“When we came out in the second half, we definitely started to show more of who we are,” Reddy said following the 1-1 draw against the Red Stars. “We were on the front foot more, and we were able to put better pressure on the ball. Coming from behind a goal on the road and finding a way to get a point is definitely a positive takeaway that we will build upon as we head into training next week.”
In Utah the Royals have also struggled to score, netting one through three games before pouncing on two Courage mistakes to carry a 2-1 lead into the late stages last weekend. A late mistake of their own allowed the Courage to equalize and like the Dash and Sky Blue, the Royals are without a victory in 2018.
Like the Dash, the struggle in Utah is to score. The Royals found a goal three minutes into the season, and then went 318 minutes before scoring again. Amy Rodriguez, another ACL returned, has made cameos in the last two matches but has yet to score.
When Royals coach Laura Harvey was asked to assess Rodriguez’s first appearance with the club she answered succinctly: “She better get fit soon.”
The five-year history of NWSL has not been kind to teams that get out of the blocks slowly. The exception is last year’s Orlando Pride, but that was a team that got Alex Morgan back from France to team with Marta. The Dash and Royals have players returning from injury but it would be fools’ gold to think they could duplicate what the Pride did in 2017, Those teams are also spending much of their margin of error in the early stages of the season.
“We are not at the level when we can win games playing that way,” Pauw said of the mindset going into the Red Stars game. “We have to play at our best to have a chance to win.”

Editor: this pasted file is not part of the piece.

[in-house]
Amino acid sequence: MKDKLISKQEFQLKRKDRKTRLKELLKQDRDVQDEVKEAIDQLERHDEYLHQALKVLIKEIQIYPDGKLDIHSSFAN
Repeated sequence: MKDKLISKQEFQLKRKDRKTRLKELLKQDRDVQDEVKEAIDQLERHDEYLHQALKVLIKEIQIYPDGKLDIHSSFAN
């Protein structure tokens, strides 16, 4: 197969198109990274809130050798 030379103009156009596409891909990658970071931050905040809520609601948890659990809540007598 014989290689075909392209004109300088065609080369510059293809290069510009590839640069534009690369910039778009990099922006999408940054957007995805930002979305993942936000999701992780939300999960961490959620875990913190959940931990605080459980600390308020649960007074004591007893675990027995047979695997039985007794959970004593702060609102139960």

NWSL Attendance Watch
-The Pride drew 3,890 on Sunday for the lowest crowd in their history which is now two dozen home dates old. It even sounded strange on the stream as if the match was being played in an echo chamber. It was a particularly disappointing number especially after topping 9,000 for the home opener.
-Abby Dahlkemper’s streak finally ended Wednesday when a personal matter kept her off the team sheet for the Courage. Dahlkemper had played every minute of the previous 65 regular season matches for a streak of 5,850 consecutive minutes played. That is far and away a league record. Dahlkemper had last missed a minute April 18, 2015 when she was replaced in the 78th minute by Jordan Angeli.
-Dahlkemper had 67 straight regular season starts—every game available since being drafted in 2015. That left her four starts and appearances short of Jen Buczkowski’s league record 71.
-The Courage did not reveal a reason why Dahlkemper missed the match other than it was an excused personal absence.
-Has there been a better player in the league this season than Sofia Huerta?
-Caught up with a friend at PRO who explained that Lindsey Horan was well within her right to stop and reset before attempting her penalty on Friday night. Had she started the kicking motion it would have been too late.
-The Red Stars have 8 points from five matches, something I’m certain they would have signed for a month ago knowing Sam Kerr, Julie Ertz, Casey Short, and Vanessa DiBernardo wouldn’t play in any of them. If you’d like some caution, the teams they have taken the 8 points off have a grand total of 0 wins this season.
-Loved Ashley Hatch’s work against the Thorns on Friday, especially in the first half. The Thorns had Lindsey Horan playing a deep role and Hatch smothered her throughout, often preventing Horan from pulling the strings on the attack.
-Nice to see injured players starting to return. Last weekend saw Kealia Ohai and Tobin Heath in their first action on 2018. Sam Mewis played briefly in two matches and made an otherworldly square pass to Denise O’Sullivan that was key in the sequence leading to the Courage’s late equalizer. Check it out
— NWSL (@NWSL) April 21, 2018
-Pauw said the most surprising thing about coaching NWSL so far is how competitive the matches are. That’s saying a lot considering that was one of the things that drew her to the league in the first place.
-The new active streak for minutes played belongs to Emily Sonnet at 2,970. She returned to the Thorns’ lineup August 27, 2016 after missing time for the Olympics and has not been off the pitch since.